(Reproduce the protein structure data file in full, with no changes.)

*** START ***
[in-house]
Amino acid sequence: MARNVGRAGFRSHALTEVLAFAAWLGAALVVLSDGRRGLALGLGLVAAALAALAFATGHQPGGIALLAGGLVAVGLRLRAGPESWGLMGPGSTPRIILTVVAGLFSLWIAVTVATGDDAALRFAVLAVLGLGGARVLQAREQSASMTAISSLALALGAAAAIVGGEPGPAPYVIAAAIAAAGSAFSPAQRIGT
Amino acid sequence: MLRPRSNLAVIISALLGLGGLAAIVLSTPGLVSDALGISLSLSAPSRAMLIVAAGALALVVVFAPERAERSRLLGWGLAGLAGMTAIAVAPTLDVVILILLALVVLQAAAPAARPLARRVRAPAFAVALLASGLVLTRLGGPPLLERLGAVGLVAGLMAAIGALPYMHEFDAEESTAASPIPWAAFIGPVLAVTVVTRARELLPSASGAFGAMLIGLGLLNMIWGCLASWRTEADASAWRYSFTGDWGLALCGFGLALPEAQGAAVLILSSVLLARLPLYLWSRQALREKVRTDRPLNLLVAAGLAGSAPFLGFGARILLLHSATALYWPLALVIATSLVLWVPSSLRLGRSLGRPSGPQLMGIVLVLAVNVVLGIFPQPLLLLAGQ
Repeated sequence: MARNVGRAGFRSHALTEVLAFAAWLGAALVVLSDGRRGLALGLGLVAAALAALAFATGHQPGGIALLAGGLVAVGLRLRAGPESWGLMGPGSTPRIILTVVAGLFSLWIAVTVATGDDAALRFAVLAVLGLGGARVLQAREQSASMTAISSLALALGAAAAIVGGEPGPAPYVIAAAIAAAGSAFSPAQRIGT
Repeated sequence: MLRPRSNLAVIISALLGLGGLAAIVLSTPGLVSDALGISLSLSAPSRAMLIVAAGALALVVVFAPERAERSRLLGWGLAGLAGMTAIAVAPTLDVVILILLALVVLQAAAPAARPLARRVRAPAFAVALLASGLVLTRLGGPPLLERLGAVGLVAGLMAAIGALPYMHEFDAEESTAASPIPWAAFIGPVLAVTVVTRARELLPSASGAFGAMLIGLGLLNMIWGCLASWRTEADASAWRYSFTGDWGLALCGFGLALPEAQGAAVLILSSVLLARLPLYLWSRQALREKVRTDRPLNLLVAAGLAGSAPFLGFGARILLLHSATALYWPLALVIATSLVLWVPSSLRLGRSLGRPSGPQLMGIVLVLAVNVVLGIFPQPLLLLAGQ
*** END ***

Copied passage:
[in-house]
Amino acid sequence: MARNVGRAGFRSHALTEVLAFAAWLGAALVVLSDGRRGLALGLGLVAAALAALAFATGHQPGGIALLAGGLVAVGLRLRAGPESWGLMGPGSTPRIILTVVAGLFSLWIAVTVATGDDAALRFAVLAVLGLGGARVLQAREQSASMTAISSLALALGAAAAIVGGEPGPAPYVIAAAIAAAGSAFSPAQRIGT
Amino acid sequence: MLRPRSNLAVIISALLGLGGLAAIVLSTPGLVSDALGISLSLSAPSRAMLIVAAGALALVVVFAPERAERSRLLGWGLAGLAGMTAIAVAPTLDVVILILLALVVLQAAAPAARPLARRVRAPAFAVALLASGLVLTRLGGPPLLERLGAVGLVAGLMAAIGALPYMHEFDAEESTAASPIPWAAFIGPVLAVTVVTRARELLPSASGAFGAMLIGLGLLNMIWGCLASWRTEADASAWRYSFTGDWGLALCGFGLALPEAQGAAVLILSSVLLARLPLYLWSRQALREKVRTDRPLNLLVAAGLAGSAPFLGFGARILLLHSATALYWPLALVIATSLVLWVPSSLRLGRSLGRPSGPQLMGIVLVLAVNVVLGIFPQPLLLLAGQ
Repeated sequence: MARNVGRAGFRSHALTEVLAFAAWLGAALVVLSDGRRGLALGLGLVAAALAALAFATGHQPGGIALLAGGLVAVGLRLRAGPESWGLMGPGSTPRIILTVVAGLFSLWIAVTVATGDDAALRFAVLAVLGLGGARVLQAREQSASMTAISSLALALGAAAAIVGGEPGPAPYVIAAAIAAAGSAFSPAQRIGT
Repeated sequence: MLRPRSNLAVIISALLGLGGLAAIVLSTPGLVSDALGISLSLSAPSRAMLIVAAGALALVVVFAPERAERSRLLGWGLAGLAGMTAIAVAPTLDVVILILLALVVLQAAAPAARPLARRVRAPAFAVALLASGLVLTRLGGPPLLERLGAVGLVAGLMAAIGALPYMHEFDAEESTAASPIPWAAFIGPVLAVTVVTRARELLPSASGAFGAMLIGLGLLNMIWGCLASWRTEADASAWRYSFTGDWGLALCGFGLALPEAQGAAVLILSSVLLARLPLYLWSRQALREKVRTDRPLNLLVAAGLAGSAPFLGFGARILLLHSATALYWPLALVIATSLVLWVPSSLRLGRSLGRPSGPQLMGIVLVLAVNVVLGIFPQPLLLLAGQ